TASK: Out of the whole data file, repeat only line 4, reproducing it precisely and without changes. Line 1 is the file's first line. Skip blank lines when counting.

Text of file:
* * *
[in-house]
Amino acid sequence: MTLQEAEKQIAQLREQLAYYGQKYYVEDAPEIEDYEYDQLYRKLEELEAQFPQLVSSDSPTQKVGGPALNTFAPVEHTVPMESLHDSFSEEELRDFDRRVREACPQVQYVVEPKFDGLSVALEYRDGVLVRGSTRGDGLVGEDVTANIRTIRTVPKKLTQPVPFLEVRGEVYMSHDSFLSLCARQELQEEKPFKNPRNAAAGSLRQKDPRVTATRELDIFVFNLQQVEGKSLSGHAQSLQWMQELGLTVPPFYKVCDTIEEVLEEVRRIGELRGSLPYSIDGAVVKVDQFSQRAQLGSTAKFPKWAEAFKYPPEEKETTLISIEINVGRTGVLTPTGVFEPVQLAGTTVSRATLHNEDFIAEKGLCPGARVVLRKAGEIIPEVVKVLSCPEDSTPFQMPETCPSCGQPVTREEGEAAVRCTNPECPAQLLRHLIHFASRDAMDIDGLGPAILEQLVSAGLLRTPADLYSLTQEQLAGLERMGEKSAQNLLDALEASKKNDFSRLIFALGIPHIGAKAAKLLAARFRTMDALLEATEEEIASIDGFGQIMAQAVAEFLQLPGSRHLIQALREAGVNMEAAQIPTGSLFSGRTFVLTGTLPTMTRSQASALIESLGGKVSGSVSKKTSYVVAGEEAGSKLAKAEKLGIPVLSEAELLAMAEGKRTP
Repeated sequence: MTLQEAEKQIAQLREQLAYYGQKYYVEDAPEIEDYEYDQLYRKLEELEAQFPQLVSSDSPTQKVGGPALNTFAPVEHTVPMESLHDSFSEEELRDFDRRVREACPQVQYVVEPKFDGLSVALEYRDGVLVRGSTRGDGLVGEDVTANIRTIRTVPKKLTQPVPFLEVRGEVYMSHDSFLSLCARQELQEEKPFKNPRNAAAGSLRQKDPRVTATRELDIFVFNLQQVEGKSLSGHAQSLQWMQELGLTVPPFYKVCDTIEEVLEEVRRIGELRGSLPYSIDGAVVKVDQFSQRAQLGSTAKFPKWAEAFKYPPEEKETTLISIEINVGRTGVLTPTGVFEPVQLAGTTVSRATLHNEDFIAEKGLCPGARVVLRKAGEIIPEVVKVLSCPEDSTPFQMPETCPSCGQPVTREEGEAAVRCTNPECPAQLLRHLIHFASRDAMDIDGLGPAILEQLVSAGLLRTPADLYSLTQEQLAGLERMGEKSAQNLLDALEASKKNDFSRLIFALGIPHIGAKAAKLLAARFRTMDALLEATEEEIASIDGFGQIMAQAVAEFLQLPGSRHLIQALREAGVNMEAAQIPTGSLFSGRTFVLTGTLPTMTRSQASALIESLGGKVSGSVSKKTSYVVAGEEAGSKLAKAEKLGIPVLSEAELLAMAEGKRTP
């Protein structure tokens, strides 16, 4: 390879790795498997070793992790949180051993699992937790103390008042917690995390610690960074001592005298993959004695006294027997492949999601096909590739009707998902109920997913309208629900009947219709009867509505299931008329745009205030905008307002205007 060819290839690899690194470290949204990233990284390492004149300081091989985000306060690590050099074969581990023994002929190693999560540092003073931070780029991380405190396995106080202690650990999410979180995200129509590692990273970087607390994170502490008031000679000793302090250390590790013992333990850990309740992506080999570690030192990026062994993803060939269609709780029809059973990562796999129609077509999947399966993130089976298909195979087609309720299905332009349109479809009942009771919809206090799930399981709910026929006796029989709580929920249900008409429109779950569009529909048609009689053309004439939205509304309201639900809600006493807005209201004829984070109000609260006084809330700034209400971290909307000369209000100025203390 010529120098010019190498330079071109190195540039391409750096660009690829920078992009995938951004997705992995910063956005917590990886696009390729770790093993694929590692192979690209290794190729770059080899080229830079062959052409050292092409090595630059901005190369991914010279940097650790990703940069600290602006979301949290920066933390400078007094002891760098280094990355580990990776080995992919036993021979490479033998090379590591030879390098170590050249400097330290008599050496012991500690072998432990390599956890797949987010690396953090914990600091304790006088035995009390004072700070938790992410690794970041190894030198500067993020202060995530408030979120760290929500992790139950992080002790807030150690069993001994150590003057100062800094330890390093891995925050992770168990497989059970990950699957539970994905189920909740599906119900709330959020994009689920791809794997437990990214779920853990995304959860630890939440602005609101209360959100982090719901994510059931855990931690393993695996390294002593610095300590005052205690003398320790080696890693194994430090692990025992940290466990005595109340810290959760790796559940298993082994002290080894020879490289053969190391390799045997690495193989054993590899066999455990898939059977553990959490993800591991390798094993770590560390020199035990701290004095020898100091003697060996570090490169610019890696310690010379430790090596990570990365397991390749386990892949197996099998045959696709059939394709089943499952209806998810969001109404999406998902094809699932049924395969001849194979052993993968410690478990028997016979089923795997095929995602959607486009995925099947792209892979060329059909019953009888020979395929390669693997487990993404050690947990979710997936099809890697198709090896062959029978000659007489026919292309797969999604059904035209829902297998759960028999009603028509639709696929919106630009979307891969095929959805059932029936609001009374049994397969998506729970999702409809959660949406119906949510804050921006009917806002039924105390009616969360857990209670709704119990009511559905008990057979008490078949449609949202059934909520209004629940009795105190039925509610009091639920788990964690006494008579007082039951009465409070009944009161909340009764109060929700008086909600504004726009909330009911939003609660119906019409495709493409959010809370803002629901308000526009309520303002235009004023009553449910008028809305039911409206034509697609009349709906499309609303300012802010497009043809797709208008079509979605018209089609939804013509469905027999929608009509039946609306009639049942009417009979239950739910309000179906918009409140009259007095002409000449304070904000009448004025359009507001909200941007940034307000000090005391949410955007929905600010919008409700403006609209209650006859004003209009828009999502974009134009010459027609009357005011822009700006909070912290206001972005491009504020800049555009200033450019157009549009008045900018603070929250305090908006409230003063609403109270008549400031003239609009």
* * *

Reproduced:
């Protein structure tokens, strides 16, 4: 390879790795498997070793992790949180051993699992937790103390008042917690995390610690960074001592005298993959004695006294027997492949999601096909590739009707998902109920997913309208629900009947219709009867509505299931008329745009205030905008307002205007 060819290839690899690194470290949204990233990284390492004149300081091989985000306060690590050099074969581990023994002929190693999560540092003073931070780029991380405190396995106080202690650990999410979180995200129509590692990273970087607390994170502490008031000679000793302090250390590790013992333990850990309740992506080999570690030192990026062994993803060939269609709780029809059973990562796999129609077509999947399966993130089976298909195979087609309720299905332009349109479809009942009771919809206090799930399981709910026929006796029989709580929920249900008409429109779950569009529909048609009689053309004439939205509304309201639900809600006493807005209201004829984070109000609260006084809330700034209400971290909307000369209000100025203390 010529120098010019190498330079071109190195540039391409750096660009690829920078992009995938951004997705992995910063956005917590990886696009390729770790093993694929590692192979690209290794190729770059080899080229830079062959052409050292092409090595630059901005190369991914010279940097650790990703940069600290602006979301949290920066933390400078007094002891760098280094990355580990990776080995992919036993021979490479033998090379590591030879390098170590050249400097330290008599050496012991500690072998432990390599956890797949987010690396953090914990600091304790006088035995009390004072700070938790992410690794970041190894030198500067993020202060995530408030979120760290929500992790139950992080002790807030150690069993001994150590003057100062800094330890390093891995925050992770168990497989059970990950699957539970994905189920909740599906119900709330959020994009689920791809794997437990990214779920853990995304959860630890939440602005609101209360959100982090719901994510059931855990931690393993695996390294002593610095300590005052205690003398320790080696890693194994430090692990025992940290466990005595109340810290959760790796559940298993082994002290080894020879490289053969190391390799045997690495193989054993590899066999455990898939059977553990959490993800591991390798094993770590560390020199035990701290004095020898100091003697060996570090490169610019890696310690010379430790090596990570990365397991390749386990892949197996099998045959696709059939394709089943499952209806998810969001109404999406998902094809699932049924395969001849194979052993993968410690478990028997016979089923795997095929995602959607486009995925099947792209892979060329059909019953009888020979395929390669693997487990993404050690947990979710997936099809890697198709090896062959029978000659007489026919292309797969999604059904035209829902297998759960028999009603028509639709696929919106630009979307891969095929959805059932029936609001009374049994397969998506729970999702409809959660949406119906949510804050921006009917806002039924105390009616969360857990209670709704119990009511559905008990057979008490078949449609949202059934909520209004629940009795105190039925509610009091639920788990964690006494008579007082039951009465409070009944009161909340009764109060929700008086909600504004726009909330009911939003609660119906019409495709493409959010809370803002629901308000526009309520303002235009004023009553449910008028809305039911409206034509697609009349709906499309609303300012802010497009043809797709208008079509979605018209089609939804013509469905027999929608009509039946609306009639049942009417009979239950739910309000179906918009409140009259007095002409000449304070904000009448004025359009507001909200941007940034307000000090005391949410955007929905600010919008409700403006609209209650006859004003209009828009999502974009134009010459027609009357005011822009700006909070912290206001972005491009504020800049555009200033450019157009549009008045900018603070929250305090908006409230003063609403109270008549400031003239609009």